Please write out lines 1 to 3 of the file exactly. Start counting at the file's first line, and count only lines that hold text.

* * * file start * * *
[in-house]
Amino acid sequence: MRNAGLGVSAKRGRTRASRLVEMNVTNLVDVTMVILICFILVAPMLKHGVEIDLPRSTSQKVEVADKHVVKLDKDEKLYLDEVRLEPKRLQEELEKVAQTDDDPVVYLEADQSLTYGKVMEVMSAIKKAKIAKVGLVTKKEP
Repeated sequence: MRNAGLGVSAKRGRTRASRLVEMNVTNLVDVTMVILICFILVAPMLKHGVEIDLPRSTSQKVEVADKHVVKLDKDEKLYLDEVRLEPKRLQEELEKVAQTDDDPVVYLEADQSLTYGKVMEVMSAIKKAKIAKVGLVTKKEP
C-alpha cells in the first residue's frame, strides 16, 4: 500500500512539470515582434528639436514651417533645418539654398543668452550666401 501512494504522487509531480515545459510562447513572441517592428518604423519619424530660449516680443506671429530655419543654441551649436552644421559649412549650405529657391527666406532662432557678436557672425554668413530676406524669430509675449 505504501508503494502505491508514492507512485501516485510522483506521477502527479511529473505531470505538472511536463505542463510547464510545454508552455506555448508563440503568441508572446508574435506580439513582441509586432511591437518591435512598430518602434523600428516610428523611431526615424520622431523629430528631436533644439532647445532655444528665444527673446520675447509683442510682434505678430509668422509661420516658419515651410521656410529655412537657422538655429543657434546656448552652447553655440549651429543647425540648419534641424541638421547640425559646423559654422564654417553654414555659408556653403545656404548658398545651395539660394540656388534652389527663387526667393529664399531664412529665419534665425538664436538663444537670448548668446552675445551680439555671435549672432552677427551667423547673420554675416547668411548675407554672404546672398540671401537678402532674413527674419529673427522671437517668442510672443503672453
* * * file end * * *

[in-house]
Amino acid sequence: MRNAGLGVSAKRGRTRASRLVEMNVTNLVDVTMVILICFILVAPMLKHGVEIDLPRSTSQKVEVADKHVVKLDKDEKLYLDEVRLEPKRLQEELEKVAQTDDDPVVYLEADQSLTYGKVMEVMSAIKKAKIAKVGLVTKKEP
Repeated sequence: MRNAGLGVSAKRGRTRASRLVEMNVTNLVDVTMVILICFILVAPMLKHGVEIDLPRSTSQKVEVADKHVVKLDKDEKLYLDEVRLEPKRLQEELEKVAQTDDDPVVYLEADQSLTYGKVMEVMSAIKKAKIAKVGLVTKKEP